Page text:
Beaches is Garry Marshall’s 1988 adaptation of Iris Rainer Dart’s novel of the tumultuous but unbreakable friendship between C.C. Bloom (Bette Midler) and Hillary Whitney (Barbara Hershey). While the film has its flaws, Beaches is an important part of the Marshall’s 80s-oeuvre for one reason: it’s concerned with the friendship between two women. In an industry where so many plot lines resort to the romantic, sweep-in-on-the-white-horse finally, Beaches makes the bold statement that a story about a woman’s life can be fascinating without having to depend on a man. The bond that is shared between C.C. and Hillary through adolescence, work, love and ultimately death is one that isn’t seen enough in cinema.
Can’t it be just as important to show viewers the importance of a female friendship that tries not to orbit around a man’s acceptance?
We meet C.C. and Hillary at 11 years old. Hershey’s Hillary comes from a waspy Bay Area family that has her fated to become a lawyer. Midler’s C.C. is an aspiring, crass-mouthed singer and performer from New York. The two collide on a beach in Atlantic City, and the kismet of friendship is inescapable. They write cross-country letters to one another for years, growing closer and closer despite distance and social class. When they finally live together in New York, they both face important life lessons. C.C. learns that to really let someone in you have to stop putting on a show, while Hillary realizes she must lose the comfort of her family’s wealth and status to pursue the life of social justice she’s really interested in. Men do play an important role in the plot line, but there’s always an understanding that Beaches’ strongest love story is the one between C.C. and Hillary. Sure, it’s inspiring to see a woman fight for a romantic relationship she believes in – and it’s not as if these plot lines should be pushed to the wayside. But who’s to say they always take precedence in the trajectory of a life? Can’t it be just as important to show viewers the importance of a female friendship that tries not to orbit around a man’s acceptance?
Beaches’ acting can often wax kitsch – especially when it comes to Hershey’s doe-eyed delivery. And it doesn’t help that we’re immersed in an Aqua Net cloud of 1980s Broadway. Midler becomes the film’s saving grace—her bite, humor and sensitivity bring Beaches back down to earth while making the viewer feel like they have an honest friend in her character.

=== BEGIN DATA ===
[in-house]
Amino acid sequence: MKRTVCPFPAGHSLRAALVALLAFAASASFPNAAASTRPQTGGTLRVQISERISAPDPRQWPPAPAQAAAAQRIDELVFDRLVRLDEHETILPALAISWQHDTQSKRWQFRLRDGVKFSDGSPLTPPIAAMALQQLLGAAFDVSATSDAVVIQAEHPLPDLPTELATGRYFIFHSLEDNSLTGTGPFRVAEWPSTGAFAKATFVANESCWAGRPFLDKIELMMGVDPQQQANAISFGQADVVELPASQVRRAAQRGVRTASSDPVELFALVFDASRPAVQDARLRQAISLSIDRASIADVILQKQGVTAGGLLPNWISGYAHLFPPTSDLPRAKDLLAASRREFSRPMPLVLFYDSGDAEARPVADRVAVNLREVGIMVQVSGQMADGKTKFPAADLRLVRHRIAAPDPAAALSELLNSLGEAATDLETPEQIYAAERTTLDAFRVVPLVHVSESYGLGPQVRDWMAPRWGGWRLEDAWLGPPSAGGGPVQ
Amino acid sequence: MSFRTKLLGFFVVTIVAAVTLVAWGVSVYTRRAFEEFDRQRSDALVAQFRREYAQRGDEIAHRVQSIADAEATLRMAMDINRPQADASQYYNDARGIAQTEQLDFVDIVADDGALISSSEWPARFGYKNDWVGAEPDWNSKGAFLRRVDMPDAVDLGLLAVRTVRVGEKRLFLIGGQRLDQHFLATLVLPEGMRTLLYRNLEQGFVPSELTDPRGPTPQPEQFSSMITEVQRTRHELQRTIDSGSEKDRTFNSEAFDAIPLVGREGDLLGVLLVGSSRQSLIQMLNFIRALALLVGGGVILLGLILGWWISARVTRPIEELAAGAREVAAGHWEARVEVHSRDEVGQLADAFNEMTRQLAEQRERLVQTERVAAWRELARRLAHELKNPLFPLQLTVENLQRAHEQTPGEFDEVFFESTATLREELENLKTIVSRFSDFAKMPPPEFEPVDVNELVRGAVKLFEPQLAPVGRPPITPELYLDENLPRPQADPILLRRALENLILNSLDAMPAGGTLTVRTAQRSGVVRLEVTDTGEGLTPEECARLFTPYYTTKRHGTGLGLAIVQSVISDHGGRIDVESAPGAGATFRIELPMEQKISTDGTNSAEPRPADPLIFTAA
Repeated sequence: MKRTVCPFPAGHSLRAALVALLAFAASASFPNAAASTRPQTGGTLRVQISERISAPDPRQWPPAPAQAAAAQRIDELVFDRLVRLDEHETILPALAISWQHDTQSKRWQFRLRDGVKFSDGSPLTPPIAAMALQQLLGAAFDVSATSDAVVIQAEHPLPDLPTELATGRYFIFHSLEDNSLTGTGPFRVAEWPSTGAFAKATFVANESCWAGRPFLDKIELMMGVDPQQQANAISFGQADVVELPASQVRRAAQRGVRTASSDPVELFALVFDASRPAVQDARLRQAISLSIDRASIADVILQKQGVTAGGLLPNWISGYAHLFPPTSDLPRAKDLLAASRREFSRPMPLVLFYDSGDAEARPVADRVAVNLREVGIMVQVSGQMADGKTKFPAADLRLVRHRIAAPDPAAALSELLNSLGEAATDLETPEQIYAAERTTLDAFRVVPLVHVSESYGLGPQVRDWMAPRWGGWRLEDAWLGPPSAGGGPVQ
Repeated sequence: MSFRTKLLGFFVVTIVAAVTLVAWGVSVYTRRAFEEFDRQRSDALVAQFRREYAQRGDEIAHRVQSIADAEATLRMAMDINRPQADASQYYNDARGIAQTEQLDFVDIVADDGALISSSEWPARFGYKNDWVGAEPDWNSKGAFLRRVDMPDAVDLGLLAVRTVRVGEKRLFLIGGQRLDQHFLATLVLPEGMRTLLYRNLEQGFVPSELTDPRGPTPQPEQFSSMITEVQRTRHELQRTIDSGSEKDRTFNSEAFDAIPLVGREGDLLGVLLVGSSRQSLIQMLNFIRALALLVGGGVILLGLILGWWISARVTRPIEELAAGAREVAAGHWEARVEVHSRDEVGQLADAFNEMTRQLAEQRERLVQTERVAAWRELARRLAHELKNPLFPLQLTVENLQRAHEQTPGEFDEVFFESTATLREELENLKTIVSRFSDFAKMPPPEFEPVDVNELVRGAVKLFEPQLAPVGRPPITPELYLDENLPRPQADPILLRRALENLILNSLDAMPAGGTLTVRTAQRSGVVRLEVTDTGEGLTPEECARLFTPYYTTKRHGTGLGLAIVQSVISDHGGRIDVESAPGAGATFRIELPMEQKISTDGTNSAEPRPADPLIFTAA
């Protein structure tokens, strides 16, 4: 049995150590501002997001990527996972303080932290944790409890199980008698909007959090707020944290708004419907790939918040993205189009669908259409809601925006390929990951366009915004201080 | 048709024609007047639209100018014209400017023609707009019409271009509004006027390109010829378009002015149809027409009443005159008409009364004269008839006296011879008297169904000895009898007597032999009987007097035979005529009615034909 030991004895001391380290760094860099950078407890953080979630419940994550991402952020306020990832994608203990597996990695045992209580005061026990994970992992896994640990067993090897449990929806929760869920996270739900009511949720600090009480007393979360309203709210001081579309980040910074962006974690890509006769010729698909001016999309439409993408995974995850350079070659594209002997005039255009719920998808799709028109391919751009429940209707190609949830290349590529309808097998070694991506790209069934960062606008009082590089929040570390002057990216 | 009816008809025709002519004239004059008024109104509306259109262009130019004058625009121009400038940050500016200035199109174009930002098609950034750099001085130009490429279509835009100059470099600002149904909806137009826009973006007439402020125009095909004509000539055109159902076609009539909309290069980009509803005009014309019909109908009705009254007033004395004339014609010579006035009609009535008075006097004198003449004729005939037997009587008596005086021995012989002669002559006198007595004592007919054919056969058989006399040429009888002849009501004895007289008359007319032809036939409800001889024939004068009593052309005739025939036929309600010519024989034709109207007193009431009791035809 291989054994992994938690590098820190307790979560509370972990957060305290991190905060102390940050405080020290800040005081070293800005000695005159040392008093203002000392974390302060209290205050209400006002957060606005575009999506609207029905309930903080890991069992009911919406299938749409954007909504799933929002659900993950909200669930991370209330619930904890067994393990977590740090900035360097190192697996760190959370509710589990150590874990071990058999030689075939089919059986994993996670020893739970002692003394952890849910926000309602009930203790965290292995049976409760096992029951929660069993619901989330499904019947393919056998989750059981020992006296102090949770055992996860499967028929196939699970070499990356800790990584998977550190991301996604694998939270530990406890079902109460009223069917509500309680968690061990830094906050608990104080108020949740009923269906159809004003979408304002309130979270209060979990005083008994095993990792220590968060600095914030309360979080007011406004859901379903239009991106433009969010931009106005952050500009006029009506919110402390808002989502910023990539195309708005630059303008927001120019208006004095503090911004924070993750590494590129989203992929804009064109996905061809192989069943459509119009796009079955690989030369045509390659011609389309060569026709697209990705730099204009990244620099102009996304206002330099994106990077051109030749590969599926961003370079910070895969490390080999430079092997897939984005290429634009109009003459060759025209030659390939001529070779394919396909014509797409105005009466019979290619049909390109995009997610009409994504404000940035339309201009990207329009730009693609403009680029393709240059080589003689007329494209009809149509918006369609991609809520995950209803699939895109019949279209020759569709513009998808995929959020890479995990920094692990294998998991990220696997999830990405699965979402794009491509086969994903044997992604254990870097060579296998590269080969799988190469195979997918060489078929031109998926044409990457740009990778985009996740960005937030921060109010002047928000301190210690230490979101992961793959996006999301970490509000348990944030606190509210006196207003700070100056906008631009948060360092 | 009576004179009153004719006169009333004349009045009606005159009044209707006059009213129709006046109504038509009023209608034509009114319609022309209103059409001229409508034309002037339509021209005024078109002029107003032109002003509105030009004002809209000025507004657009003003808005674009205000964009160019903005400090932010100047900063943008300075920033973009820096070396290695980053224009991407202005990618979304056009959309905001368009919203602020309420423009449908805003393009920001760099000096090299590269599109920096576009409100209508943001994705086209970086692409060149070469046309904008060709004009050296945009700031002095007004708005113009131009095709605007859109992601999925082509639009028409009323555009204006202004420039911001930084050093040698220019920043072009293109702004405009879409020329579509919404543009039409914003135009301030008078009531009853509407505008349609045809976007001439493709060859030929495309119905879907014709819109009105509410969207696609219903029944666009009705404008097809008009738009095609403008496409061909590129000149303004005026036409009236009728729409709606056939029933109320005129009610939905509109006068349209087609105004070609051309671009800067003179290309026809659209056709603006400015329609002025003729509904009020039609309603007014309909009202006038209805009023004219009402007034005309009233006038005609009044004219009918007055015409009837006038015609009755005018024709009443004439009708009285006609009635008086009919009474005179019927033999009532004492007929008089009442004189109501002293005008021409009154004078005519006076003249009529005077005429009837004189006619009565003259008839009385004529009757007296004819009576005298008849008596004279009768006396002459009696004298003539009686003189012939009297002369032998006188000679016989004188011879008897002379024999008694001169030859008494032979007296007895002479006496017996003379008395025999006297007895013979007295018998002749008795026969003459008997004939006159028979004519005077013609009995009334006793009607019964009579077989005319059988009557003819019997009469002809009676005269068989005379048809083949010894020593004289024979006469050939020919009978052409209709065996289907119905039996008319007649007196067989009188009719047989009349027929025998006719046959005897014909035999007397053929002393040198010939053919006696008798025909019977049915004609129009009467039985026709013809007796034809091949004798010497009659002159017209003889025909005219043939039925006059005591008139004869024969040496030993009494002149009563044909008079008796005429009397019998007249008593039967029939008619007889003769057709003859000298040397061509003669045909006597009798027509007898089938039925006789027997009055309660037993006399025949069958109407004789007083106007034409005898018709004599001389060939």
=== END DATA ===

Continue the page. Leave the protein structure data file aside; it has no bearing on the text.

Death and dying become not only the friends’ final obstacle but their final adventure.
Towards the film’s end, Hillary is diagnosed with potentially fatal cardiomyopathy. In order to live, she explains to C.C. that she needs a heart transplant matching her rare tissue type. The two women have been through a lot at this point, especially with Hillary having left her husband and raised a child as a single parent. Death and dying become not only the friends’ final obstacle but their final adventure.
To see the topic of terminal illness and death in the context of a movie about friendship is refreshing. And it’s just as important to know that while Beaches ends in death, it spends far more time celebrating life. Some of us may not have family members to be with us as we near our dying experience, and Marshall’s story is a reminder for us to cultivate the relationships that will carry us through to the end. Those are the relationships that bring us laughter, growth and the courage to face the end of life.
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- Film Review: Griefwalker (2012) by Tim Wilson